Will Fintech Steering Committee report bring changes to PDPA?

The Subhash Garg Committee’s report on Fintech has touched on several aspects of the industry. It has interalia recommended on two aspects which are immediately relevant for us as observers of ITA 2000 and PDPA.

Firstly it has recommended changes to ITA 2000, to bring in the documents kept out of ITA 2000 under Section 1(4).

The recommendation is as under

Para 2.4.6: Re-engineering Legal Processes for the Digital world

The Committee recommends review by Department of Legal Affairs of all such legal processes that have a bearing on financial services and consider amendments permitting digital alternatives in cases such as power-of-attorney, trust deeds, wills, negotiable instrument, other than a cheque, any other testamentary disposition, any contract for the sale or conveyance of immovable property or any interest in such property, etc., (where IT Act is not applicable), compatible with electronic service delivery by financial service providers.

These exemptions had come in due to some specific thoughts which were relevant in 1998-2000 when the law was drafted. There are certain changes that have occurred in technology that may warrant a rethink on some of the aspects. However, the steering committee was neither tasked to think about changes in ITA 2000 nor it had the necessary expertise.

Hence the suggestions can only be taken as nothing more than an indication to the Government and should be handled with care.

Secondly, the committee has also made suggestions regarding the powers of the proposed Data Protection Authority proposed under PDPA, as under.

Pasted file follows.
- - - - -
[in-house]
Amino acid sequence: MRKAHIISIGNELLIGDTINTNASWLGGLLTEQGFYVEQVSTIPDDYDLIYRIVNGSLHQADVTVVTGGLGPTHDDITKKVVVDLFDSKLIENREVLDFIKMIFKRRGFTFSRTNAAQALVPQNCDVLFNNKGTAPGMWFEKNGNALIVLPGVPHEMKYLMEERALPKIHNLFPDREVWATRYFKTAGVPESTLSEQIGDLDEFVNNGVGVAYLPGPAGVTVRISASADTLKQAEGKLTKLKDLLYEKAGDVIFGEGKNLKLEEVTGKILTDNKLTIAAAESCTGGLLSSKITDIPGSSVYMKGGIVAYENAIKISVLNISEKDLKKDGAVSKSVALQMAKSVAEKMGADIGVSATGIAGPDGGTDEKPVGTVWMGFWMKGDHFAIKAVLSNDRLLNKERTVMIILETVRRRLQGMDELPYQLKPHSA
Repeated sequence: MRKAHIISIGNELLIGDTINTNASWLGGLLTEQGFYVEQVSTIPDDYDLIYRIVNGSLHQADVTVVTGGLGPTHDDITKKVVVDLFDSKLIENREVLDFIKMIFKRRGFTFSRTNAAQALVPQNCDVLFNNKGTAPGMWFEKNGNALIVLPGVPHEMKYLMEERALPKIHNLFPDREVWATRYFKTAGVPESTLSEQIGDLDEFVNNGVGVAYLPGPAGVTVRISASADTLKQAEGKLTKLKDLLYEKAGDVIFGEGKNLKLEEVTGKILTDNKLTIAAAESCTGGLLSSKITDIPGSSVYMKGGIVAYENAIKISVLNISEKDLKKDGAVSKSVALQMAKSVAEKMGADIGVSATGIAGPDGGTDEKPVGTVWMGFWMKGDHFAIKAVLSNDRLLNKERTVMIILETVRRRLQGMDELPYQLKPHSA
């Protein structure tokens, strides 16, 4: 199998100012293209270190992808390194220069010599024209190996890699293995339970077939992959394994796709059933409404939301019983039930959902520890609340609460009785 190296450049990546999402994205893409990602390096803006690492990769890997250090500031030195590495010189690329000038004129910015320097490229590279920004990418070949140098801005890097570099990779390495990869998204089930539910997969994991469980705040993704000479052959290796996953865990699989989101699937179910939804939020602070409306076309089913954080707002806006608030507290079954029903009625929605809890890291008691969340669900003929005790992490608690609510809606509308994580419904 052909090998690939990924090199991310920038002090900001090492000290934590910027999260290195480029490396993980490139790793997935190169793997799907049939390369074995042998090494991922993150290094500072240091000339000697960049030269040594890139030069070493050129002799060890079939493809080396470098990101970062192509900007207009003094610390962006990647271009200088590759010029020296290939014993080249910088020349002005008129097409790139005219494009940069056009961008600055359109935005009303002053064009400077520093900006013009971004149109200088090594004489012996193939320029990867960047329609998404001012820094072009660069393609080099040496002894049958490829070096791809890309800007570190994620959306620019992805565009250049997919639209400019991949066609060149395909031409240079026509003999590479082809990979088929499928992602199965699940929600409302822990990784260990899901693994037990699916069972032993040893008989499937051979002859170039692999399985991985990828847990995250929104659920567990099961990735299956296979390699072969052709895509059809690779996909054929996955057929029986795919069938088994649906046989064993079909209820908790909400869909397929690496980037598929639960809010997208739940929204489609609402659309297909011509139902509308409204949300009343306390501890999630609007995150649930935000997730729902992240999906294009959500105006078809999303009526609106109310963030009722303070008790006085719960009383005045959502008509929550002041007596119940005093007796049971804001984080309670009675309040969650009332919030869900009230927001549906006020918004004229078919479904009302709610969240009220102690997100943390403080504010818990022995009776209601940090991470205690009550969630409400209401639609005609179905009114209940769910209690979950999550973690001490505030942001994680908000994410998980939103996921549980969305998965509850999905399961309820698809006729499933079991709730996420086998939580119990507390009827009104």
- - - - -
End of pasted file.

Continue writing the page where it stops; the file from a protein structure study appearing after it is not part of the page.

Para 4.4.3: Coordination with Financial Regulators:

The Committee is of the view that in some cases, data privacy requirements in existing legislation may need to be reviewed in order to tailor them to the emerging data privacy legislation. The Committee also considers that given the fact that sectoral regulators are already taking steps to maintain the security and confidentiality of consumer data in their respective jurisdictions, some obligations the Data Protection Bill seeks to place on the DPA may be given to the sectoral regulators to discharge. Regulators must therefore carefully review their existing regulatory framework and identify any changes or modifications that may be required to the current regulatory framework.

It appears that the committee was apprehensive of the loss of power of some of the other authorities who may have to work as per the directions of the DPA. It is obvious that the DPA will respect the sectoral regulators and accommodate their views in the implementation of the Data Protection regulations. But there has been a tendency by different departments of the Government to come up with their own Privacy related regulations that could overlap with the PDPA and confuse the market players.

This should be avoided. Let the DPA come into existence as per law with suitable flexibility in defining the codes and practices in different sectors and then discussions can be had with individual sectoral regulators so that their views can be accommodated.

Naavi

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